Li Q, Zhao Y, Chen Z, Long J, Dai J, Huang X, et al. Meta-analysis of cortical thickness abnormalities in medication-free patients with major depressive disorder. Neuropsychopharmacology. 2020;45:703–12.
Burkhouse KL, Jacobs RH, Peters AT, Ajilore O, Watkins ER, Langenecker SA. Neural correlates of rumination in adolescents with remitted major depressive disorder and healthy controls. Cogn, Affect Behav Neurosci. 2017;17:394–405.
Jones EC, Liebel SW, Hallowell ES, Sweet LH. Insula thickness asymmetry relates to risk of major depressive disorder in middle-aged to older adults. Psychiatry Res Neuroimaging. 2019;283:113–17.
Sliz D, Hayley S. Major depressive disorder and alterations in insular cortical activity: a review of current functional magnetic imaging research. Front Hum Neurosci. 2012;6:323.
Harshaw C. Interoceptive dysfunction: toward an integrated framework for understanding somatic and affective disturbance in depression. Psychological Bull. 2015;141:311–63.
Amodio DM, Frith CD. Meeting of minds: the medial frontal cortex and social cognition. Nat Rev Neurosci. 2006;7:268–77.
Eden AS, Schreiber J, Anwander A. Emotion regulation and trait anxiety are predicted by the microstructure of fibers between amygdala and prefrontal cortex. J Neurosci. 2015;35:6020–7.
De Kloet ER, Vreugdenhil E, Oitzl MS, Joels M. Brain corticosteroid receptor balance in health and disease. Endocr Rev. 1998;19:269–301.
Chen L, Wang Y, Niu C, Zhong S, Hu H, Chen P, et al. Common and distinct abnormal frontal-limbic system structural and functional patterns in patients with major depression and bipolar disorder. NeuroImage Clin. 2018;20:42–50.
Herman JP, McKlveen JM, Ghosal S, Kopp B, Wulsin A, Makinson R, et al. Regulation of the hypothalamic-pituitary-adrenocortical stress response. Compr Physiol. 2016;6:603–21.
Seidman LJ, Faraone SV, Goldstein JM, Kremen WS, Horton NJ, Makris N, et al. Left hippocampal volume as a vulnerability indicator for schizophrenia: a magnetic resonance imaging morphometric study of nonpsychotic first-degree relatives. Arch Gen Psychiatry. 2002;59:839–49.
McEwen BS. Stress, adaptation, and disease. Allostasis and allostatic load. Ann N. Y Acad Sci. 1998;840:33–44.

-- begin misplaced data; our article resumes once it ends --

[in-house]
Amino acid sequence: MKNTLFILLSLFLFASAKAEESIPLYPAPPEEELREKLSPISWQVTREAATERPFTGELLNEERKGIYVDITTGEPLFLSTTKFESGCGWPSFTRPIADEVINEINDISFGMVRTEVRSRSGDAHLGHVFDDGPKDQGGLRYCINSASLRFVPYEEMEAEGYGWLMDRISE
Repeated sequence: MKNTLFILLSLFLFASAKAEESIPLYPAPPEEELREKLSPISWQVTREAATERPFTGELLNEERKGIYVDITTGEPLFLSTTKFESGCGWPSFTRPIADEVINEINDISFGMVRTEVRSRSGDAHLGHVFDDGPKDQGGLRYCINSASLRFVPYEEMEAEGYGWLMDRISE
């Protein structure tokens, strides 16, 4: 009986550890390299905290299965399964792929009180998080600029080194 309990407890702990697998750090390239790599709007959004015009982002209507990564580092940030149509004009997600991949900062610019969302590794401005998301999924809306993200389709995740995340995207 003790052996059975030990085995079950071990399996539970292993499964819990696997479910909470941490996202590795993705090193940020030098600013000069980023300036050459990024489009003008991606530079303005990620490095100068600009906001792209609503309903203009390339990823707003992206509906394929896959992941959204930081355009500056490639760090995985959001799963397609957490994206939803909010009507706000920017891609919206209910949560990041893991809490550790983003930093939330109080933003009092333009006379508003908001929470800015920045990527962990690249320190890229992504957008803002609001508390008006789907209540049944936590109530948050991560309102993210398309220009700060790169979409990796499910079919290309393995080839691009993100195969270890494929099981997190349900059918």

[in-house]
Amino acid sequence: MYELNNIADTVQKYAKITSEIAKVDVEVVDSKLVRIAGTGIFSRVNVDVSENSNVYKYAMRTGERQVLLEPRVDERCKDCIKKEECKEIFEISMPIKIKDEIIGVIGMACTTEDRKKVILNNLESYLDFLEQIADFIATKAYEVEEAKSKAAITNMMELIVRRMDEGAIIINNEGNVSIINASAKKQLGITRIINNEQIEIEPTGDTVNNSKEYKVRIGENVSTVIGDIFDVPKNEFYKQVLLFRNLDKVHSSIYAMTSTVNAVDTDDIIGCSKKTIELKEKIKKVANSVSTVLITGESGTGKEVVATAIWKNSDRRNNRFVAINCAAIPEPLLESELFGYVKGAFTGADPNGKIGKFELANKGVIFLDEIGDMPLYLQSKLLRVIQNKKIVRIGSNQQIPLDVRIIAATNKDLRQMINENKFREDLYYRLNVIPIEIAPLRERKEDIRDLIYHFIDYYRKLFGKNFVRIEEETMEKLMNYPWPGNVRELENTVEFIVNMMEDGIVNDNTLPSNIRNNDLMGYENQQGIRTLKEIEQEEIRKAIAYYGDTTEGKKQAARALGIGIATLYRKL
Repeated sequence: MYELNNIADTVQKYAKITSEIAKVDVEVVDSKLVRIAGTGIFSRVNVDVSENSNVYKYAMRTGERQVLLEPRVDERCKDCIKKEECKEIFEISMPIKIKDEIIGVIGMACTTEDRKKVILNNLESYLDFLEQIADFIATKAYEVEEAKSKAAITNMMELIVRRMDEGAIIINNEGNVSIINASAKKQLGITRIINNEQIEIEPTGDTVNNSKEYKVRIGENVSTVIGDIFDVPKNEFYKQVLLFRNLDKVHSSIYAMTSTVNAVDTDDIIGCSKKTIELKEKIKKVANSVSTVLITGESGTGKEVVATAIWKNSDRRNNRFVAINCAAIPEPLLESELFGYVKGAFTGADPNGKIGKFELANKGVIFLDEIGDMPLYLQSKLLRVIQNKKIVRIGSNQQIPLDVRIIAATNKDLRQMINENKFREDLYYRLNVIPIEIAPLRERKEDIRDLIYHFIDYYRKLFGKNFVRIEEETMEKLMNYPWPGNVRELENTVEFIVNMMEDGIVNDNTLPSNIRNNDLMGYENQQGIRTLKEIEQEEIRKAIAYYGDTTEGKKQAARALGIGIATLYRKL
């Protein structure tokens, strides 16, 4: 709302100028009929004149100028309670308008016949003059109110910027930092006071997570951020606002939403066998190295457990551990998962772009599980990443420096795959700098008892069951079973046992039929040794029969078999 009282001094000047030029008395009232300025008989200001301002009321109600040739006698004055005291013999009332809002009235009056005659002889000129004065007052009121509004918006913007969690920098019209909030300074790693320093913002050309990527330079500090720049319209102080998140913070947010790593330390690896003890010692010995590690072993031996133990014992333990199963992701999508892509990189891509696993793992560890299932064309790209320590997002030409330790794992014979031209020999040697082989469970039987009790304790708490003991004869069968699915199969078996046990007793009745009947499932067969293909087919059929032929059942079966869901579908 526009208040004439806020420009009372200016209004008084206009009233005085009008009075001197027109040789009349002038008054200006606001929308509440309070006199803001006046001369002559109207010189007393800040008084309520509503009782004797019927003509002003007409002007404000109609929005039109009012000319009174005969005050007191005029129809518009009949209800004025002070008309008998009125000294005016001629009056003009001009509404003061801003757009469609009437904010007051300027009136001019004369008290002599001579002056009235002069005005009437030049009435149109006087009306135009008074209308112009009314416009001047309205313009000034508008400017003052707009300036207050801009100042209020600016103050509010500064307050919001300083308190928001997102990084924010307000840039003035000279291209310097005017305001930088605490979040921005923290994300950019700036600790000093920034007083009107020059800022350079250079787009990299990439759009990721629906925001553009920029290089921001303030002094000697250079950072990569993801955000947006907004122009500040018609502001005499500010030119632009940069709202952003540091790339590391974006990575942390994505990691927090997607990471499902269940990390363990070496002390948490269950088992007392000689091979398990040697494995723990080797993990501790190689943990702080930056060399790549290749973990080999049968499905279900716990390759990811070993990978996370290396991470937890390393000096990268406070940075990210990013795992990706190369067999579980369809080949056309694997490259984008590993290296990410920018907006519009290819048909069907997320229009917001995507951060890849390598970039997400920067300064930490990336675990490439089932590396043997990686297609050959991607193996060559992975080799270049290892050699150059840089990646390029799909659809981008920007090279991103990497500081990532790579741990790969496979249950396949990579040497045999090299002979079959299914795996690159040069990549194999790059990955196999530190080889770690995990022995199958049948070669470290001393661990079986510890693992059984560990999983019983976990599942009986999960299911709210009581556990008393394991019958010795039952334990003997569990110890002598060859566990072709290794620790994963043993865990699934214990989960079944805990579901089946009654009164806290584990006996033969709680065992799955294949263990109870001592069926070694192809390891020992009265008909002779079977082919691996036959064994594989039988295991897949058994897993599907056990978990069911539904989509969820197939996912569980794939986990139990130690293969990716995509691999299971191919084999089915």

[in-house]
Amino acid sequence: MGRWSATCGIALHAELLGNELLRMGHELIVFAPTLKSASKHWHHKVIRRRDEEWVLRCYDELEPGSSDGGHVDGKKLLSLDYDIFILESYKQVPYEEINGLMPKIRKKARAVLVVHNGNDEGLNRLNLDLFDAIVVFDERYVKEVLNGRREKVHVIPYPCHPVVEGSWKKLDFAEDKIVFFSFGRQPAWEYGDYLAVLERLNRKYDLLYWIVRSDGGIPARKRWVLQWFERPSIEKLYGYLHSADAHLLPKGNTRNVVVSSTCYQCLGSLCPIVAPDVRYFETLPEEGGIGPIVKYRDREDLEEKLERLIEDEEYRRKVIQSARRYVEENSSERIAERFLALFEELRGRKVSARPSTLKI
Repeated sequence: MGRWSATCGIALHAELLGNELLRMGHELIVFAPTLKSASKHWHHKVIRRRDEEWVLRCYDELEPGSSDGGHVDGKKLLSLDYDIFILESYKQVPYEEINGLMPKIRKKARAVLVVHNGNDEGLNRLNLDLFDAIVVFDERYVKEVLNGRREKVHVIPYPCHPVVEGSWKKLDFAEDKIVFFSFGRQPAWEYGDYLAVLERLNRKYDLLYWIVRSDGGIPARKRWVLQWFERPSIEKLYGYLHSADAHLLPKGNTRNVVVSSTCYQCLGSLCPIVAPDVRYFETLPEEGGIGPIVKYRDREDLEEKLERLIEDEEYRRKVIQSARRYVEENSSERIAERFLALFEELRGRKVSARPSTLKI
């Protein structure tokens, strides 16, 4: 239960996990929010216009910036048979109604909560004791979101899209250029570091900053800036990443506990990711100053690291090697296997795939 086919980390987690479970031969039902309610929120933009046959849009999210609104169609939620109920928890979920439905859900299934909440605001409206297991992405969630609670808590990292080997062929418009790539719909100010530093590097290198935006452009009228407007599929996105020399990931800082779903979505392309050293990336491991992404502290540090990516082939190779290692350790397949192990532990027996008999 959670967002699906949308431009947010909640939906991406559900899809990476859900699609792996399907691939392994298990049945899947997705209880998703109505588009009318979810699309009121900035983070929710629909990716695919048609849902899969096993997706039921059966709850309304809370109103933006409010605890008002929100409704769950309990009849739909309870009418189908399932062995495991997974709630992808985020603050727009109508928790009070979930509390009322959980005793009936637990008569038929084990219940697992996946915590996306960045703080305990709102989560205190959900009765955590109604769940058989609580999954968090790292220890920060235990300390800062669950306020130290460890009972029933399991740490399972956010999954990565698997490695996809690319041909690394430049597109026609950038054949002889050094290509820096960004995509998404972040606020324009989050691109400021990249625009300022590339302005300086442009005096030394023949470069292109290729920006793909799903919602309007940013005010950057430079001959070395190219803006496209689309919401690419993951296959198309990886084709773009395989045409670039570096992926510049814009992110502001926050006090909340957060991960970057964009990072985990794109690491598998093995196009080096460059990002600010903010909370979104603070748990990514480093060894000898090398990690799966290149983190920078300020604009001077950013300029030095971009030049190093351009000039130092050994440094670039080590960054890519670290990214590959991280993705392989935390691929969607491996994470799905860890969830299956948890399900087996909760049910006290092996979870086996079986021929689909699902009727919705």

Ajayi IE, McGovern AE, Driessen AK, Kerr NF, Mills PC, Mazzone SB. Hippocampal modulation of cardiorespiratory function. Respiratory Physiol Neurobiol. 2018;252-253:18–27.
Wei L, Chen H, Wu GR. Structural covariance of the prefrontal-amygdala pathways associated with heart rate variability. Front Hum Neurosci. 2018;12:2.
Nugent AC, Bain EE, Thayer JF, Sollers JJ, Drevets WC. Sex differences in the neural correlates of autonomic arousal: a pilot PET study. Int J Psychophysiol. 2011;80:182–91.
Goldstein JM, Cherkerzian S, Seidman LJ, Donatelli JA, Remington AG, Tsuang MT, et al. Prenatal maternal immune disruption and sex-dependent risk for psychoses. Psychological Med. 2014;44:3249–61.
Garcia R, Gabriel A, Stanford A, Aizley H, Barbieri R, Gitlin D, et al. Effects of respiratory-gated auricular vagal nerve stimulation on central autonomic regulation and mood symptomatology in major depression. Neuropsychopharmacology. 2017;43:S341–2.
We would like to thank Harlyn Aizley, Ed.M., Anne Remington, M.A., Jennifer Walch, M.Ed., Sara Cherkerzian, Sc.D., and Brandon Fluegel for their substantial contributions to the collection and management of data from the original cohort studies associated with the sample.
Publisher’s note Springer Nature remains neutral with regard to jurisdictional claims in published maps and institutional affiliations.
About this article
Cite this article
Garcia, R.G., Mareckova, K., Holsen, L.M. et al. Impact of sex and depressed mood on the central regulation of cardiac autonomic function. Neuropsychopharmacol. 45, 1280–1288 (2020). https://doi.org/10.1038/s41386-020-0651-x
This article is cited by
A Narrative Review of the Association Between Depression and Heart Disease Among Women: Prevalence, Mechanisms of Action, and Treatment
Current Atherosclerosis Reports (2022)
Autonomic function in amnestic and non-amnestic mild cognitive impairment: spectral heart rate variability analysis provides evidence for a brain–heart axis
Scientific Reports (2020)